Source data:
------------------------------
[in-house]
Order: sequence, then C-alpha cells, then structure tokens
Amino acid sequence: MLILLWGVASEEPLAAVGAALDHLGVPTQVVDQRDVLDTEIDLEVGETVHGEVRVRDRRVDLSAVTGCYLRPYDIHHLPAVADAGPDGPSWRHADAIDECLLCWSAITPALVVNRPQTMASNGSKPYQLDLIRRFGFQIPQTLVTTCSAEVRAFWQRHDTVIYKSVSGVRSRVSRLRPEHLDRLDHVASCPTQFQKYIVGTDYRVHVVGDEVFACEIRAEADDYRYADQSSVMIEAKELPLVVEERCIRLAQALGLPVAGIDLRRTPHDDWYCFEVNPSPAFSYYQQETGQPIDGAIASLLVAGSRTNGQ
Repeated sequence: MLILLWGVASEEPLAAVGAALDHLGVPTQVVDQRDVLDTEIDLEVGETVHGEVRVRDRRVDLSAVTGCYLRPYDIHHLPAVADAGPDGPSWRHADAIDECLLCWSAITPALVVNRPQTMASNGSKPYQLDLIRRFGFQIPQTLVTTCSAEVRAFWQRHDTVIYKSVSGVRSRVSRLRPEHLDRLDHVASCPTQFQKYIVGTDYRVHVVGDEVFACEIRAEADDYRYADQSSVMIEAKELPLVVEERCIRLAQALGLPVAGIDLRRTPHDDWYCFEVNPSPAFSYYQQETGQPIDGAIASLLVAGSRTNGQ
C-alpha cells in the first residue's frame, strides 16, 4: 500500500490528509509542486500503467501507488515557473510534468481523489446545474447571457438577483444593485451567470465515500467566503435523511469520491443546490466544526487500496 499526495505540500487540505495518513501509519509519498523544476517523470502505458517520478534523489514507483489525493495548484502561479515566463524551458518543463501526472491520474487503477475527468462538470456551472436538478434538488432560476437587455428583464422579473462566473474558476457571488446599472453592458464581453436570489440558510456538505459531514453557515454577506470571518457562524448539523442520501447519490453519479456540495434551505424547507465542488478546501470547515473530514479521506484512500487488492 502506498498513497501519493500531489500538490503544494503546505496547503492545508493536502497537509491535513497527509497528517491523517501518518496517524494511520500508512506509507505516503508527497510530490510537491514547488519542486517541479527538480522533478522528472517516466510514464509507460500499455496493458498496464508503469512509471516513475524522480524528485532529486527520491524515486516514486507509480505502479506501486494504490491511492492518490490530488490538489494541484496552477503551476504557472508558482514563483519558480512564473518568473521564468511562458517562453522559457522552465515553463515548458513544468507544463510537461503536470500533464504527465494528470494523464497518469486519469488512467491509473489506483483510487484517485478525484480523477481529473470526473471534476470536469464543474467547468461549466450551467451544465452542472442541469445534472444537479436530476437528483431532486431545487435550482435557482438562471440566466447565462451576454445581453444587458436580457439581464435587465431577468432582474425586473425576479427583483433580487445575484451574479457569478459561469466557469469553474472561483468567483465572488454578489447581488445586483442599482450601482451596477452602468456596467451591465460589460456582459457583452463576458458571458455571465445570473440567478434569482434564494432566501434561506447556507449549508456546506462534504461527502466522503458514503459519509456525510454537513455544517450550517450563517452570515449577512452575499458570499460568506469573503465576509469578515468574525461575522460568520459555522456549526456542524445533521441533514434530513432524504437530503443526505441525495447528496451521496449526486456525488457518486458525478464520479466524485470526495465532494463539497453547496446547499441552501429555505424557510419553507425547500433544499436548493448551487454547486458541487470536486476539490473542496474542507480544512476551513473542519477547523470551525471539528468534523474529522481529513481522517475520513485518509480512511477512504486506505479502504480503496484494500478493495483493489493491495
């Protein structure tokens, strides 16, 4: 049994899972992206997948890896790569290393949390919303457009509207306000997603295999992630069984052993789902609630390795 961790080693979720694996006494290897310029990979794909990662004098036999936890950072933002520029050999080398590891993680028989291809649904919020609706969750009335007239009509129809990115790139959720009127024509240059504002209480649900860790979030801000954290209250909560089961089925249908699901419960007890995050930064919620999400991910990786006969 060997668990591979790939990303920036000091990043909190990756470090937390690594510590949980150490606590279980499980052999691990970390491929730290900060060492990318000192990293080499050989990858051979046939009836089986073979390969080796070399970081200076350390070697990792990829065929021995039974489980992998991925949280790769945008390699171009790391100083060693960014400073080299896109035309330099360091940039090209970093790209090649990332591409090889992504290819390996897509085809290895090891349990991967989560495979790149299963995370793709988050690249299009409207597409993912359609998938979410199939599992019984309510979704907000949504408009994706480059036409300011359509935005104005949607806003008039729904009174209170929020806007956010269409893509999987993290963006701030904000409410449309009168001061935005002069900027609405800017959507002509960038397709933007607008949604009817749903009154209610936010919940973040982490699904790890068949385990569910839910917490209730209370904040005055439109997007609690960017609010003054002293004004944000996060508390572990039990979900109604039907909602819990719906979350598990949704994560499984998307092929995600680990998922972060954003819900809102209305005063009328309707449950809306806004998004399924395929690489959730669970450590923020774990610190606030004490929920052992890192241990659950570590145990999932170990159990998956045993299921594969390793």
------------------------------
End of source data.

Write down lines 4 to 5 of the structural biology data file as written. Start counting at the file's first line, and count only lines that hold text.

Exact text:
Repeated sequence: MLILLWGVASEEPLAAVGAALDHLGVPTQVVDQRDVLDTEIDLEVGETVHGEVRVRDRRVDLSAVTGCYLRPYDIHHLPAVADAGPDGPSWRHADAIDECLLCWSAITPALVVNRPQTMASNGSKPYQLDLIRRFGFQIPQTLVTTCSAEVRAFWQRHDTVIYKSVSGVRSRVSRLRPEHLDRLDHVASCPTQFQKYIVGTDYRVHVVGDEVFACEIRAEADDYRYADQSSVMIEAKELPLVVEERCIRLAQALGLPVAGIDLRRTPHDDWYCFEVNPSPAFSYYQQETGQPIDGAIASLLVAGSRTNGQ
C-alpha cells in the first residue's frame, strides 16, 4: 500500500490528509509542486500503467501507488515557473510534468481523489446545474447571457438577483444593485451567470465515500467566503435523511469520491443546490466544526487500496 499526495505540500487540505495518513501509519509519498523544476517523470502505458517520478534523489514507483489525493495548484502561479515566463524551458518543463501526472491520474487503477475527468462538470456551472436538478434538488432560476437587455428583464422579473462566473474558476457571488446599472453592458464581453436570489440558510456538505459531514453557515454577506470571518457562524448539523442520501447519490453519479456540495434551505424547507465542488478546501470547515473530514479521506484512500487488492 502506498498513497501519493500531489500538490503544494503546505496547503492545508493536502497537509491535513497527509497528517491523517501518518496517524494511520500508512506509507505516503508527497510530490510537491514547488519542486517541479527538480522533478522528472517516466510514464509507460500499455496493458498496464508503469512509471516513475524522480524528485532529486527520491524515486516514486507509480505502479506501486494504490491511492492518490490530488490538489494541484496552477503551476504557472508558482514563483519558480512564473518568473521564468511562458517562453522559457522552465515553463515548458513544468507544463510537461503536470500533464504527465494528470494523464497518469486519469488512467491509473489506483483510487484517485478525484480523477481529473470526473471534476470536469464543474467547468461549466450551467451544465452542472442541469445534472444537479436530476437528483431532486431545487435550482435557482438562471440566466447565462451576454445581453444587458436580457439581464435587465431577468432582474425586473425576479427583483433580487445575484451574479457569478459561469466557469469553474472561483468567483465572488454578489447581488445586483442599482450601482451596477452602468456596467451591465460589460456582459457583452463576458458571458455571465445570473440567478434569482434564494432566501434561506447556507449549508456546506462534504461527502466522503458514503459519509456525510454537513455544517450550517450563517452570515449577512452575499458570499460568506469573503465576509469578515468574525461575522460568520459555522456549526456542524445533521441533514434530513432524504437530503443526505441525495447528496451521496449526486456525488457518486458525478464520479466524485470526495465532494463539497453547496446547499441552501429555505424557510419553507425547500433544499436548493448551487454547486458541487470536486476539490473542496474542507480544512476551513473542519477547523470551525471539528468534523474529522481529513481522517475520513485518509480512511477512504486506505479502504480503496484494500478493495483493489493491495